The World Health Organization/Global Prevention of AIDS(WHO/GPA) has developed a set of’ standard syndrornic flowcharts that take into account the most common etiologies for each svndr~pie. Because the seven RTI/STI syndromes are easy to identify. it has been possible to devise a flow chart for each one. in Bangladesh. the Technical standard and service delivery Protocol for Management of’ RTI S and STIs has recently been developed based on the syndromic approach for Si] case management adapted from WI-lO guidelines. This protocol is approved by the Technical Review Committee and is to be followed by levels of health care providers.

 In syndromic management laboratory investigation is not essential so this would be effective where logistic and manpower is not sufficient. It .is standardizes at all levels of the health care systems. Easy to trained the health care providers. Simple and easy to follow up. Cost effective. Easy availability of drugs. So by this way this management reduces morbidity. mortality and consequences of reproductive tract infections. So without regular assessment of management practice no approach can sustained for long time.

LITERATURE REVIEW:

This study is designed to assess the management practice of RTIs/STIs patient which is practiced in urban primary health care centers in Dhaka city in Bangladesh which are serving since 7th April 2001 till now (5years).

 RTIs/STIs are major ‘~health problems in developing countries. Several epidemiological an~d biological studies showed that the fact both RTIs/STIs.,. especially those associated with genital ulceration, enhance the transmission of HIV. In 1994, the international conference on population and development (ICPD) in Cairo recommended that control of RTIs/STIs should be considered one of the essential components of reproductive health. In Bangladesh. both Health and Population sector Programme (IIPSP) and the National Integrated Population and 1-lcalth Programme (NIPHP) have prioritized the issue as one of the key components of reproductive health care in the essential service package (ESP). These programmes address behavior change communication (BCC) management of RTIs/STIs cases, including referral of partner and promotion of condom in the prevention and control of RTIs/STIs.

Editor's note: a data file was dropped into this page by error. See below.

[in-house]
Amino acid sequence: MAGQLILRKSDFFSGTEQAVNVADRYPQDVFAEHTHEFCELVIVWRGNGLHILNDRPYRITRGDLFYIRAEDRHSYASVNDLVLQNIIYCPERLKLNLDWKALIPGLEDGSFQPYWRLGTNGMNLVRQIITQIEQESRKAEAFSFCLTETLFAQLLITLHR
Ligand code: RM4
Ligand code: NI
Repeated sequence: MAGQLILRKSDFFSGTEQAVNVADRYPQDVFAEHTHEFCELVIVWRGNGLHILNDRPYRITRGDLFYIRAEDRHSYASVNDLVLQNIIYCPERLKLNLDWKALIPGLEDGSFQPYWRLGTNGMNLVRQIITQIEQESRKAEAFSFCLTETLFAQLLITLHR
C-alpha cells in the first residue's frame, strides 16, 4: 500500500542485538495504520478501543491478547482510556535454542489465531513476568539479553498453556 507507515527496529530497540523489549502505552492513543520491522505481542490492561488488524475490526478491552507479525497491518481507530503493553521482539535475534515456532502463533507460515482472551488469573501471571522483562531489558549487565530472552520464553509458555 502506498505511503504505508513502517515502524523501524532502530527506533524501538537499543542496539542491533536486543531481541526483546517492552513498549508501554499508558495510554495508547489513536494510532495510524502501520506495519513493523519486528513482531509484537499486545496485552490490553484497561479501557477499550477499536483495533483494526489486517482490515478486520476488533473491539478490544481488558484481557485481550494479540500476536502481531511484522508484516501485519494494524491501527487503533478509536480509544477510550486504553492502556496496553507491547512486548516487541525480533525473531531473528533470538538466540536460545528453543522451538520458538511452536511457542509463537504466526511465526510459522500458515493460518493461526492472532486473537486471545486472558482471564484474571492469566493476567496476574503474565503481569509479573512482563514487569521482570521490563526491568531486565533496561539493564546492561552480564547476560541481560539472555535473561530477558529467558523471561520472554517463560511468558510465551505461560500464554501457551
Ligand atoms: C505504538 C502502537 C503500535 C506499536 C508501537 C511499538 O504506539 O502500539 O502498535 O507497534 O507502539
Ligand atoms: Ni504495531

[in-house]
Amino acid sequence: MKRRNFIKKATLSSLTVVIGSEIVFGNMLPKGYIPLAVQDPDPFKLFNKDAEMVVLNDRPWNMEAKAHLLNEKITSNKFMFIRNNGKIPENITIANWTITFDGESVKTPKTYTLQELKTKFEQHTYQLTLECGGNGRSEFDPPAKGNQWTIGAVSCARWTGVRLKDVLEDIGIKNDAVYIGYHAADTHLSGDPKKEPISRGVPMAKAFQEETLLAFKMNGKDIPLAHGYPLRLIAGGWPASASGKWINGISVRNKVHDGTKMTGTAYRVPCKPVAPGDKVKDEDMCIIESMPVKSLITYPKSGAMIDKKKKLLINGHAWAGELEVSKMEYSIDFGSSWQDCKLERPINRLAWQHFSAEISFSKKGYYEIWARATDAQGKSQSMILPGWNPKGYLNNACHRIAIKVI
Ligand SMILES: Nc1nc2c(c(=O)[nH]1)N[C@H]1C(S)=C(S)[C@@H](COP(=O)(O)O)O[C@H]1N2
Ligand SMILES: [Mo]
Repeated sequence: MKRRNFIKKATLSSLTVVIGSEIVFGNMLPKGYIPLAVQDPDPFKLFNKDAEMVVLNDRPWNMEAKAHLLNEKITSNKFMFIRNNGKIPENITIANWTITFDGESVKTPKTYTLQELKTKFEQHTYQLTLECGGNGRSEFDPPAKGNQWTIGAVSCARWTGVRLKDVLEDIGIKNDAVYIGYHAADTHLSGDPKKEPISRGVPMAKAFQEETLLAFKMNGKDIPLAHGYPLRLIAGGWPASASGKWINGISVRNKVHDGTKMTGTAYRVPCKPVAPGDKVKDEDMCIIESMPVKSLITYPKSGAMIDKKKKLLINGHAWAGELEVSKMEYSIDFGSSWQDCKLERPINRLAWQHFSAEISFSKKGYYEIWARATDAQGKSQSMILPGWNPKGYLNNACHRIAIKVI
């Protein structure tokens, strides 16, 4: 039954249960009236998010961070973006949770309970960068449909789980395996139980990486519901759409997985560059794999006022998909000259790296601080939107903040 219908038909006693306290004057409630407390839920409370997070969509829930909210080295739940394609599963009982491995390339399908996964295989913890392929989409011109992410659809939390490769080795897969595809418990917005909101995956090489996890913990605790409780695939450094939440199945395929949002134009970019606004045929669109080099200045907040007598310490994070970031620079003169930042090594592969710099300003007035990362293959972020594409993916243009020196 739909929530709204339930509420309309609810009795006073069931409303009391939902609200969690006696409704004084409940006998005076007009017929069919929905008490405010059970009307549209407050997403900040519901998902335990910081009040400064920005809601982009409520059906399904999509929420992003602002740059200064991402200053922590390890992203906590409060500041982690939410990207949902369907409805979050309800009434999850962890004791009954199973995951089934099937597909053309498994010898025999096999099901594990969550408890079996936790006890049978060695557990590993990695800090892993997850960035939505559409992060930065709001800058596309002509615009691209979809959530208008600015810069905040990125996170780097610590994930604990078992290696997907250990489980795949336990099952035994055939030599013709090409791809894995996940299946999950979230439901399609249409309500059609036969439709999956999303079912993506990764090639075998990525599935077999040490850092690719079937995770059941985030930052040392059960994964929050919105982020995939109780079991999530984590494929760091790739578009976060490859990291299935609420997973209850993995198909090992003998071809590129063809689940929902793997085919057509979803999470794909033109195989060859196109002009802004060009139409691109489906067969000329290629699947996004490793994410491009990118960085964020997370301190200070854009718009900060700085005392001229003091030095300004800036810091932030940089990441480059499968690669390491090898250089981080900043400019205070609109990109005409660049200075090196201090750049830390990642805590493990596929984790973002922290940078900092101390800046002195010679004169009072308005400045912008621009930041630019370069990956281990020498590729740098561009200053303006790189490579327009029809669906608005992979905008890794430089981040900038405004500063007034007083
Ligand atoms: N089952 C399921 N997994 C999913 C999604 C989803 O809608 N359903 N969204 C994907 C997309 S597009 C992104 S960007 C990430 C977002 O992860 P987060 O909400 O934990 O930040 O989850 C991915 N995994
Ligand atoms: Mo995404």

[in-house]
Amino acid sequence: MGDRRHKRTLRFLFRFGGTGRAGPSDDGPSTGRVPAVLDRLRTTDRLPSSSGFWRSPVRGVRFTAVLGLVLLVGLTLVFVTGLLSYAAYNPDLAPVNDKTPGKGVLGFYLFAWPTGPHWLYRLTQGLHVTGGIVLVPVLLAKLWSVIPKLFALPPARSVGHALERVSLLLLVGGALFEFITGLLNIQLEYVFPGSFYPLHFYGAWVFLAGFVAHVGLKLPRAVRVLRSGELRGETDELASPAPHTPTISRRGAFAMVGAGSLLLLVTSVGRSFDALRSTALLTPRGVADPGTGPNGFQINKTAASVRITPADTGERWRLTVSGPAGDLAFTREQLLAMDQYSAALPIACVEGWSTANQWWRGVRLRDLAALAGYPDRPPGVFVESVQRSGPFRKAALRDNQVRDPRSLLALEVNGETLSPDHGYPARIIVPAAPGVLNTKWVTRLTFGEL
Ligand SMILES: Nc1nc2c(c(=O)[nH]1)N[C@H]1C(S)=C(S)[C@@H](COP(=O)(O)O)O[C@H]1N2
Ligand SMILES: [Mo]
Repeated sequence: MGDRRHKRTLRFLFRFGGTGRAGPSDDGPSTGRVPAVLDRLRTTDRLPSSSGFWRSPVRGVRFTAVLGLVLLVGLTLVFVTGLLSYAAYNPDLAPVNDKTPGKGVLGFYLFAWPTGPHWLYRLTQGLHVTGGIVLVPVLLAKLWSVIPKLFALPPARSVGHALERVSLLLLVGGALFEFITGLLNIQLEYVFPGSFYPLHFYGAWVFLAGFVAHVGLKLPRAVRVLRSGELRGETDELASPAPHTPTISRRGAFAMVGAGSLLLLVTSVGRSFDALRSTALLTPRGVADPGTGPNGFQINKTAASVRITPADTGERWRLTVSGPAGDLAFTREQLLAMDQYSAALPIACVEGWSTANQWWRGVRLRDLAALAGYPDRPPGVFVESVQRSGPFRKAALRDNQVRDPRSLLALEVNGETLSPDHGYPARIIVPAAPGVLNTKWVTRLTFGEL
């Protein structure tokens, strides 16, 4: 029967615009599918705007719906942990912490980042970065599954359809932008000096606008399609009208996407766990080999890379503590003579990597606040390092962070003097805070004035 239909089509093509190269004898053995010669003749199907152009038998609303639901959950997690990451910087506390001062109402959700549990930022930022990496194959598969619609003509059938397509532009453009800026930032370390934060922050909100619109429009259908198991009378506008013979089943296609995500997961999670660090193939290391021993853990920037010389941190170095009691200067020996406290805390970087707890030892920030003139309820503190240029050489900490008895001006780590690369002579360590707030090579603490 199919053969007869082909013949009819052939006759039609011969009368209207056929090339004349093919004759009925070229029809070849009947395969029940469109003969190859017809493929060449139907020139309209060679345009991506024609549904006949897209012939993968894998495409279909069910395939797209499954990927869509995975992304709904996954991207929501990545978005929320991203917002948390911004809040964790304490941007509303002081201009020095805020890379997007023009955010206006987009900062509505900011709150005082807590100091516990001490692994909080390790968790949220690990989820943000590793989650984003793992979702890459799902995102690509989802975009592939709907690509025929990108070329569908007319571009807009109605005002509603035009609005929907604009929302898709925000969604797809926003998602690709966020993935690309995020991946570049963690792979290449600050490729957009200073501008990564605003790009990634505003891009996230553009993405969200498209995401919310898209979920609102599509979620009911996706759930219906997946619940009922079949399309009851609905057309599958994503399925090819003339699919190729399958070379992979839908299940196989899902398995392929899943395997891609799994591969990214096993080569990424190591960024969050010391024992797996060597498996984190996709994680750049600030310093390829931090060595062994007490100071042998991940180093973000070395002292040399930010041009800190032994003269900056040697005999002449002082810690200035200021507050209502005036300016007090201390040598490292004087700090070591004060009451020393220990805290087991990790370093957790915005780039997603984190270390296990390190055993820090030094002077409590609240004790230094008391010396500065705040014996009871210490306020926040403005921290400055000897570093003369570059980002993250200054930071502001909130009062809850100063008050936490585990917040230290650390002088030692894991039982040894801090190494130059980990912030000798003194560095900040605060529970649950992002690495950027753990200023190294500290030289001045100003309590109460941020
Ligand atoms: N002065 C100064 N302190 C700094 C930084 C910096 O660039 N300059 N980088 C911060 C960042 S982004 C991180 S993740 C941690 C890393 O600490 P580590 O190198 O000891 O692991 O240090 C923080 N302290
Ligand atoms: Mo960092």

One of the key issue relating to the prevention of RTIs/STIs including HIV. AIDS. in early detection and treatment of the disease. preferably at the point of client’s first contact with the health systemd, in developing countries, laboratory diagnosis of most conditions can be difficult. and is often unavailable in settings of primary health(PHC) clinics. However, the syndromic approach to case management of RTIs/STIs provides health workers in low resource settings a practical tool for diagnosis and treatment. This approach is based on a group of symptoms and sings associated with a number of well-defined etiologies. The WHO developed and has been promoting this since the early 1980s. Although the syndromic approach to managing clients with STIs are currently is using in many developing countries, evaluation of its feasibility is essential considering each country individually in the socio-economic context.

 The NIPHP, in collaboration with the Ministry of Health and Family Welfare (MOHFW), GoB reviewed the WHO flowcharts of syndromic maiiagement of RTIs/STIs adapted form use in Bangladesh, and developed a technical standard and service delivery protocol. The protocol used by the providers at the PHC­level service-delivery sites. For efficient and successful implementation, a review of management practice of this approach at the urban primary health care centers are required considering their steps of RTIs/STIs, practice of syndromic management and protective measures taken by the providers, their skill on record keeping system are necessary.